Monday, June 12, 2017

Steve Casner, NASA researcher, teaches us that there’s no such thing as an accident…and how to keep ourselves safe

Listen to Janeane's with Steve conversation here

“This helpful and hilarious book may just save your life!” – Deborah Hersman, President of the National Safety Council

After a hundred years of steady improvement, the rate at which people are being injured in everyday accidents is sharply increasing. Asdoctors and medical researchers work busily to extend our lives, more people each year are figuring out ways to cut them short. Car crashes, pedestrian fatalities, home improvement projects gone wrong, mistaken medical diagnoses, adventure sports, even cockroach-eating contests: we’re finding diverse and creative new ways to put our bodies in harm’s way. But according to Steve Casner, who has spent the past twenty years at NASA ensuring the safety of people who hurtle through the atmosphere at the speed of sound, and whose studies on safety have received critical media attention from such publications as The New Yorker and Scientific American, there’s no such thing as an accident. Casner insists these injuries are preventable and that we can take back control of our own well-being. Now, he shares his new book, Careful: A User’s Guide to Our Injury-Prone Minds.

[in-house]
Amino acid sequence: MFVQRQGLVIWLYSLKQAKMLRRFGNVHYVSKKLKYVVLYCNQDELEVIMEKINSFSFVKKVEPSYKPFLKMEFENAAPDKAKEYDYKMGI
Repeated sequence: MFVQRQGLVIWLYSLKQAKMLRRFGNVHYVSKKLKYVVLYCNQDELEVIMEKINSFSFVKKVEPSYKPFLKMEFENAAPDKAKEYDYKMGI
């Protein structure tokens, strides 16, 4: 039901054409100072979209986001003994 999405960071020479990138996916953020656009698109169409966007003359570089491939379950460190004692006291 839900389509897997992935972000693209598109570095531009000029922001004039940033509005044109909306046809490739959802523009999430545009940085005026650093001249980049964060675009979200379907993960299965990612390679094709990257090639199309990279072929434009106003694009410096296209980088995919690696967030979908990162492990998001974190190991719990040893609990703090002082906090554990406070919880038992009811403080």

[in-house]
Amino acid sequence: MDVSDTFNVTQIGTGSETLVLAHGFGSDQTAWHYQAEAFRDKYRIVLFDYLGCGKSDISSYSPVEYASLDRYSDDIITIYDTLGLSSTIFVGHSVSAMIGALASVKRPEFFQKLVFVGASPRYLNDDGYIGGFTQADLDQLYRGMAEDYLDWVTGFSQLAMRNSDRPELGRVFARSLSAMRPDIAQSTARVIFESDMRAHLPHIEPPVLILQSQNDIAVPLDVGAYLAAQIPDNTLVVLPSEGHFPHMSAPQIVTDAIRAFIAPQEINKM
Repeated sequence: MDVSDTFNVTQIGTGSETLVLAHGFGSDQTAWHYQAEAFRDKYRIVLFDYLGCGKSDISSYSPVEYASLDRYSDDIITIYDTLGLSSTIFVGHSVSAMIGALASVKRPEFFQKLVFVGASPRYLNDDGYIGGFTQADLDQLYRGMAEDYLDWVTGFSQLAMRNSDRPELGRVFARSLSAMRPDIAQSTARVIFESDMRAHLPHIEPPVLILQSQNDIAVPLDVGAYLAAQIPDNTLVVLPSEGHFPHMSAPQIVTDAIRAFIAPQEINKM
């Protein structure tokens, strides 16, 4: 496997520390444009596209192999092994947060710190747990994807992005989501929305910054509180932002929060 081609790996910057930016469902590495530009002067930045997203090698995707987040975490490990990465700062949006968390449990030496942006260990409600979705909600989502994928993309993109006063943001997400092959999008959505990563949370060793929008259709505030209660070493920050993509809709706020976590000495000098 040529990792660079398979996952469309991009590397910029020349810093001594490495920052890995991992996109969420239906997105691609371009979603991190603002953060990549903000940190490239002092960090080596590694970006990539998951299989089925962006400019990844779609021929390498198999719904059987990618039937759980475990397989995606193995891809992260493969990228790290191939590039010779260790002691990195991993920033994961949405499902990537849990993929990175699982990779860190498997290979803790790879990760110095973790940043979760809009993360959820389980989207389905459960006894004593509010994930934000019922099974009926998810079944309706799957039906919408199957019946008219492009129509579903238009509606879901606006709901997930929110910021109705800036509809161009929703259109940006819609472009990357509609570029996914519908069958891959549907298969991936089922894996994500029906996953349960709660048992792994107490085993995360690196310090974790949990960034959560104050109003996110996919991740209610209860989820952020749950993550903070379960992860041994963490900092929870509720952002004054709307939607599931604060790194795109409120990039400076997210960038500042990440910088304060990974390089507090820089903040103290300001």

Casner on May 24th as he talks about:

· the many quirks in the way we think about being careful, such as why do we do things like insist on fat-free salad dressing but then text and drive

· the surprising limits of our own ability to pay attention

· judging risk…what’s riskier, jaywalking or kayaking? We don’t walk around with odds like these in our heads, yet we confidently make decisions about risk based on stories we’ve heard or seen

· knowing how and where “bad stuff” happens, including around the house, in the workplace, while watching children, and at the doctor’s office.

By sharing stories of real accidents alongside the simple techniques that could have been used to prevent them, Careful offers a new understanding of how our sometimes fallible minds work so that we increase our chances of getting through the day in one piece.

About the Author:

Steve Casner is a research psychologist who studies the accident-prone mind. A NASA scientist by day, Casner also flies jets and helicopters, rides motorcycles and skateboards, and has surprisingly few scratches on him. He lives in San Francisco with his wife and daughter.

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